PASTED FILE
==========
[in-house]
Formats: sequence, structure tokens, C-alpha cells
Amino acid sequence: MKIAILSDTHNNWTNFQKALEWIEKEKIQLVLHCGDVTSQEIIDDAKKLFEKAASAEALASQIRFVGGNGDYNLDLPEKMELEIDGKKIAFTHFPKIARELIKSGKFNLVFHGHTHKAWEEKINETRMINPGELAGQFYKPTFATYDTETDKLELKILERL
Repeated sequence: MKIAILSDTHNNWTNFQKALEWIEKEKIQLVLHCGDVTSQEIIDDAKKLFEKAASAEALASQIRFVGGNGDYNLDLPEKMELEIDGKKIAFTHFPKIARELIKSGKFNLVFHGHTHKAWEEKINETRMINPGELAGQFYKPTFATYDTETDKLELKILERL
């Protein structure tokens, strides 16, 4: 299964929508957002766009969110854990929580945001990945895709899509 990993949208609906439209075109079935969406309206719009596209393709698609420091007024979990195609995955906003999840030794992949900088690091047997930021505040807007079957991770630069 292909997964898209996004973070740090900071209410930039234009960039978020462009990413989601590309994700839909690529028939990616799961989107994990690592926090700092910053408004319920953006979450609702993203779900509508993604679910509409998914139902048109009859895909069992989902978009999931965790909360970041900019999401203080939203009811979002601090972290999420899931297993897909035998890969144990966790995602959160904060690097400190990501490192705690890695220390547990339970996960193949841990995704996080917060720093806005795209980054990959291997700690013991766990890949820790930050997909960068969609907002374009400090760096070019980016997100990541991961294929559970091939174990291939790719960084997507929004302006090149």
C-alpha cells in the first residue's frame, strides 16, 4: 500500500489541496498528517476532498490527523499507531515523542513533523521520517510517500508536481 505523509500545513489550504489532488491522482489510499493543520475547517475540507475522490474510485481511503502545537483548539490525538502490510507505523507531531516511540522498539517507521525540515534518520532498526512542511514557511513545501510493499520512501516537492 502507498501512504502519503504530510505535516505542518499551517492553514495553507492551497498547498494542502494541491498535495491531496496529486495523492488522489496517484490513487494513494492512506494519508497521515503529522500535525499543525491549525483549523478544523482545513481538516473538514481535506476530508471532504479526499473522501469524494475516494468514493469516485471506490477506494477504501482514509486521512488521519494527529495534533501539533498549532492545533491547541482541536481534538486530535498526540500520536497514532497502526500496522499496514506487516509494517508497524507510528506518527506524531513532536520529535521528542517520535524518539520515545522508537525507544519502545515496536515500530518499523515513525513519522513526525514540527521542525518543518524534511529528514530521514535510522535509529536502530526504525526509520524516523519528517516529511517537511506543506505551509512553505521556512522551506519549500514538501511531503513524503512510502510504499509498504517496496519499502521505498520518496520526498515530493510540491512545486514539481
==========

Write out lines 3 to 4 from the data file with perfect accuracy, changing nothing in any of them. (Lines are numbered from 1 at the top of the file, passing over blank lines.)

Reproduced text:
Amino acid sequence: MKIAILSDTHNNWTNFQKALEWIEKEKIQLVLHCGDVTSQEIIDDAKKLFEKAASAEALASQIRFVGGNGDYNLDLPEKMELEIDGKKIAFTHFPKIARELIKSGKFNLVFHGHTHKAWEEKINETRMINPGELAGQFYKPTFATYDTETDKLELKILERL
Repeated sequence: MKIAILSDTHNNWTNFQKALEWIEKEKIQLVLHCGDVTSQEIIDDAKKLFEKAASAEALASQIRFVGGNGDYNLDLPEKMELEIDGKKIAFTHFPKIARELIKSGKFNLVFHGHTHKAWEEKINETRMINPGELAGQFYKPTFATYDTETDKLELKILERL